Editor's note: This article was sponsored by Diaper Stork
A typical baby will go through nearly 6,000 diapers before they’re potty trained. There’s no doubt that disposable diapers are convenient, which is why 90–95 percent of caregivers prefer them. But one-time-use diapers are a terrifying environmental concern, comprising 4 percent of solid waste in landfills; in King County, that number is actually 5 percent, representing 46,000 tons of waste (equivalent to the weight of 9,000 elephants!).
ParentMap spoke with Carrie Pollak, owner of Seattle cloth diapering service Diaper Stork, to learn more about how parents can reduce the environmental impact of their diapering journey. “As the owner of a cloth diaper business, I am aware that many families will never choose cloth as an alternative to disposables, so using fewer diapers is the next viable option to make a dent in our diaper waste,” says Pollak.
Practice elimination communication
Parents need to know that they have options other than diapering 100 percent of the time, says Pollak. For example, one way to use fewer diapers (and get your child out of diapers sooner overall) is elimination communication (EC), or natural infant hygiene. EC means paying attention to your baby’s cues so you’re able to pick up on when they need to eliminate and bring them to the toilet. A normative cultural practice worldwide, EC is far from mainstream in the United States, and the Diaper Stork team is on a mission to make the approach less intimidating for parents. “It doesn’t have to be all or nothing,” says Pollak.
Pollak was introduced to the practice of Elimination Communication when she was pregnant with her first child. “An acquaintance mentioned it to me. The first time I tried it, my daughter was 1 month old, and she pooped over the potty. I was hooked. By the time she could sit up, I was only changing a poopy diaper once per week.”
When Pollak’s second child, a son, was a newborn, she began making sound associations with his eliminations, saying “Pfft” whenever she knew he was passing waste. Starting when he was about four weeks old, Pollak would hold him over the toilet while making that same noise. He caught on. Now he is 9 months old, and Pollak says he poops on the potty most of the time and urinates in the potty two to three times each day.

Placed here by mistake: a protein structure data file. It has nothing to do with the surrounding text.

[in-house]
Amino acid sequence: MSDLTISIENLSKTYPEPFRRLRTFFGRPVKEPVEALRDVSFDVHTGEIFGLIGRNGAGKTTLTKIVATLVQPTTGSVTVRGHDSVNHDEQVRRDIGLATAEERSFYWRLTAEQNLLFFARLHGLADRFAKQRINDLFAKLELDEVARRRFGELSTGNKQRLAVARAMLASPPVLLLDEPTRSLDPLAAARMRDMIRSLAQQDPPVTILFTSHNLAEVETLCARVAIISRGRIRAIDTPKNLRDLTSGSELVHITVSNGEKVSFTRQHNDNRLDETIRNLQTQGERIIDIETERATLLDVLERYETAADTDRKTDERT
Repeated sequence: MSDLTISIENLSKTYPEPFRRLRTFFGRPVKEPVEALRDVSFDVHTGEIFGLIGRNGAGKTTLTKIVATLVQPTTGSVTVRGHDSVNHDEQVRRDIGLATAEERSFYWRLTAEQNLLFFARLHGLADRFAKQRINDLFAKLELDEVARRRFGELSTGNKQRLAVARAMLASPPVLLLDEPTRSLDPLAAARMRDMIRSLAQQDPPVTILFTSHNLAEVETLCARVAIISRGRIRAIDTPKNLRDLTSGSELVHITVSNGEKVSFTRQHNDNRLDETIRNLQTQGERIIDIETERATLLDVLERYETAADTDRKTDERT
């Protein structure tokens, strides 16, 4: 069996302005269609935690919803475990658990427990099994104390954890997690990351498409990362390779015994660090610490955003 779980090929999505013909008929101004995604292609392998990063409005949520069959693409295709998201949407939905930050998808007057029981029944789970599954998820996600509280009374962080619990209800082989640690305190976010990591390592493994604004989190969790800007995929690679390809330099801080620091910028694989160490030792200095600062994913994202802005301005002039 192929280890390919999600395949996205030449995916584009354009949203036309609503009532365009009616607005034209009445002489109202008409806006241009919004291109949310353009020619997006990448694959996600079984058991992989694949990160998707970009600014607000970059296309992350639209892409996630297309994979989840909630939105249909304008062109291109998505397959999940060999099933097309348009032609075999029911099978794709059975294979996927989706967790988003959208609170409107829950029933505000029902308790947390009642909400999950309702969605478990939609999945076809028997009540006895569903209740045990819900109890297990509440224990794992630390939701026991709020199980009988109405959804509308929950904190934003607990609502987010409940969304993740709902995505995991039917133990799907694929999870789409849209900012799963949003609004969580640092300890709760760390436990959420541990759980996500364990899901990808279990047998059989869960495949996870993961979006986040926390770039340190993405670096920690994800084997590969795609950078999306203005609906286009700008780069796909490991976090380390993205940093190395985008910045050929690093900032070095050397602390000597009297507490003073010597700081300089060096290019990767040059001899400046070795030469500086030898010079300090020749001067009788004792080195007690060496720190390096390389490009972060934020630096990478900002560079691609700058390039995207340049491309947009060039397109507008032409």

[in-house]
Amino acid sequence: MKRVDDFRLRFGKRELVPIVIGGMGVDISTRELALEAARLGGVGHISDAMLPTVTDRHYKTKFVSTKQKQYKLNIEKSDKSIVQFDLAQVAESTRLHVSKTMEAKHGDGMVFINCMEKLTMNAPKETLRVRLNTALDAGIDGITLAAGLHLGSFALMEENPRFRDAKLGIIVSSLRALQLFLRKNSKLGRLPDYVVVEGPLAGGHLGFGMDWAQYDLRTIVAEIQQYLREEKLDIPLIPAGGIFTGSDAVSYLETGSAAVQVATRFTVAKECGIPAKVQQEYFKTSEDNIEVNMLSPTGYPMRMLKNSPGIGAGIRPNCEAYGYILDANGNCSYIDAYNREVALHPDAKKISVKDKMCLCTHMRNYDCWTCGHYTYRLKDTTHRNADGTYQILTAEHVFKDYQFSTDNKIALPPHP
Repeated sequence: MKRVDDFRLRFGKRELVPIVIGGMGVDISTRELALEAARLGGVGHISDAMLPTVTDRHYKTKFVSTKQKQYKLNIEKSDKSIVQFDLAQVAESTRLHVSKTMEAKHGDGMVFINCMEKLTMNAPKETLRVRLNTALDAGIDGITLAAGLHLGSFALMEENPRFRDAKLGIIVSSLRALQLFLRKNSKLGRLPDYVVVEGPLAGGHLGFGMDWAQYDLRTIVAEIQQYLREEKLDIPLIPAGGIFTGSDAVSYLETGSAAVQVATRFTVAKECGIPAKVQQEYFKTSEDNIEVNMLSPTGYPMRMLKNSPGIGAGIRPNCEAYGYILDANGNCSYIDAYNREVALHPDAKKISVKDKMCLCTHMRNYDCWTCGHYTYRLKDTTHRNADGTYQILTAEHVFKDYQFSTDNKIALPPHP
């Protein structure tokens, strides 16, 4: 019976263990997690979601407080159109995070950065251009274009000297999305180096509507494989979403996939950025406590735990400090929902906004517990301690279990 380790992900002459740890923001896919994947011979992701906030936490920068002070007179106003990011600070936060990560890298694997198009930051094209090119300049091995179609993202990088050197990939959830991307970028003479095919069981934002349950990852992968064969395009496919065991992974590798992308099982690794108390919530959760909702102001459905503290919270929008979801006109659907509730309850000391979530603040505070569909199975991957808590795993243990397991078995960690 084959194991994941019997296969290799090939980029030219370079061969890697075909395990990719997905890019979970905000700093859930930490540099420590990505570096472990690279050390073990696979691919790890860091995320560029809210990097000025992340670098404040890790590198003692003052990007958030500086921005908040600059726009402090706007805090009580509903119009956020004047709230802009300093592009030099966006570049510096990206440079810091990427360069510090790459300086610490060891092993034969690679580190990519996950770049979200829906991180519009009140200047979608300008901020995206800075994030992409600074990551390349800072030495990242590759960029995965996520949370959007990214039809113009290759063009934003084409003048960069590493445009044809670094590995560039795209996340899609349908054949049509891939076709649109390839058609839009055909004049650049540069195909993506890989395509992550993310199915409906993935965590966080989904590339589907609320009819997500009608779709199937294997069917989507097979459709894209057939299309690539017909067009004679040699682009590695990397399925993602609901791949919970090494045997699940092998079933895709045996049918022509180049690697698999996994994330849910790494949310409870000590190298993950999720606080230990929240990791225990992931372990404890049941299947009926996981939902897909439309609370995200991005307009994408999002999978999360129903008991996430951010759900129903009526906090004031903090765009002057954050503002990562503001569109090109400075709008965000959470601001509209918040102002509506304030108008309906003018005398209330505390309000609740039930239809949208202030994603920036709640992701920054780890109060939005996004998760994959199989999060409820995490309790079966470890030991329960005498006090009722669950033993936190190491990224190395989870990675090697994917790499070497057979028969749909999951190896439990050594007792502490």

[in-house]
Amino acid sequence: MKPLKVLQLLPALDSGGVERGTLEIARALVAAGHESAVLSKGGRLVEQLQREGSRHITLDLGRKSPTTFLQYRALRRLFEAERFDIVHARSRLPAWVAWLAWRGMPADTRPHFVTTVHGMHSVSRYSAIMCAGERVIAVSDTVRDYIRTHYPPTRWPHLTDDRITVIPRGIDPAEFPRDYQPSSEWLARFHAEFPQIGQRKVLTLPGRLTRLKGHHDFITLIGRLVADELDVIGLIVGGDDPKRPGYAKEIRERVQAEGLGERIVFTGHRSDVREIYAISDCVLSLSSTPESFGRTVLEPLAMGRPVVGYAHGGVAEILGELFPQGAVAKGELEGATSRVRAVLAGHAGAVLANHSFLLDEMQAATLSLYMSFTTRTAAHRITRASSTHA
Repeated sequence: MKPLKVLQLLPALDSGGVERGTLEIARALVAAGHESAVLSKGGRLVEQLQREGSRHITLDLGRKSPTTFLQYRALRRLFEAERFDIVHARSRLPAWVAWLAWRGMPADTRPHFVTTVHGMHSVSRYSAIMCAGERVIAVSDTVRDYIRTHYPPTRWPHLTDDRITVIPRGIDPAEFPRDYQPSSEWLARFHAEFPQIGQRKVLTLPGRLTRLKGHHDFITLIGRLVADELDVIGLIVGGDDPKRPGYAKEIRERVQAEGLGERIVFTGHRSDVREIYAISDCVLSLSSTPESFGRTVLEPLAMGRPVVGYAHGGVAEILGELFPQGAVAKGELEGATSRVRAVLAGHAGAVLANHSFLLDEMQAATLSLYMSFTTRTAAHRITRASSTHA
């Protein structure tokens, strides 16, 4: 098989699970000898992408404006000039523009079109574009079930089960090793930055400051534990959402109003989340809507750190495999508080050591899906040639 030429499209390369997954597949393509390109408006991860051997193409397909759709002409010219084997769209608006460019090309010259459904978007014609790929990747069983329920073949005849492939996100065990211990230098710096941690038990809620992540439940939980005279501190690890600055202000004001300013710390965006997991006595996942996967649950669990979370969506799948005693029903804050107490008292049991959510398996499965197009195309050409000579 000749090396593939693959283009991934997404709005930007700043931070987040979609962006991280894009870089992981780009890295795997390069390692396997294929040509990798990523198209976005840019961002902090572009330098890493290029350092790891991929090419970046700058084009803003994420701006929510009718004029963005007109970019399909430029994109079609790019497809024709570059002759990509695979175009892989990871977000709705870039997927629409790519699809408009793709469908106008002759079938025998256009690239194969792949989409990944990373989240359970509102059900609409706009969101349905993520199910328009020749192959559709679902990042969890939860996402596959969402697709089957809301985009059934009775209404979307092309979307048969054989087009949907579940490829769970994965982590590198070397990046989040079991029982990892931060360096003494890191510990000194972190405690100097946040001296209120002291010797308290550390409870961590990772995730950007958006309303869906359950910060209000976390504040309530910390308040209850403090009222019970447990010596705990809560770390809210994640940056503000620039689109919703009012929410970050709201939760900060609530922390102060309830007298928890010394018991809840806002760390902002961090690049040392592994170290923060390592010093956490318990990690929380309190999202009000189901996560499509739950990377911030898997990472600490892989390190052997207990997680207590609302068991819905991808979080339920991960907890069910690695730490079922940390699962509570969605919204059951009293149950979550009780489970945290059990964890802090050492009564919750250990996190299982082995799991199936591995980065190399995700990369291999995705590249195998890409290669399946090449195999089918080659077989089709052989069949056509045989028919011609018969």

Pollak’s experience made her want to build greater community awareness that babies and toddlers are far more capable than our society has taught us to believe.
“Babies are born to want to eliminate away from themselves. We train them otherwise by putting them in diapers to pee or poop,” says Pollak, adding that EC is another way that parents can bond with their babies. “It’s obvious when they’re telling you they’re hungry, and you can tell by their cry if they’re tired. EC is just another type of communication that brings you closer.”
EC may sound hard, but Pollak says it’s easier than you might think — it’s just a matter of paying attention to your baby’s natural cues. “It doesn’t have to be a niche thing — everyone should be aware of it. When their baby is of sitting-up age, around four months, [parents] can consider sitting their child on the potty.”
EC paves the way to earlier potty-training success
In 2020, Diaper Stork presented its customers with an Elimination Communication Challenge. Six participating families rose to the task of catching their baby’s waste anywhere except in a diaper for the first year of their child’s life. The results? Some kiddos took to EC right away — even starting shortly after birth. For about half of the families, it took about three months before parents were successful and confident at getting their babies to eliminate when not in a diaper.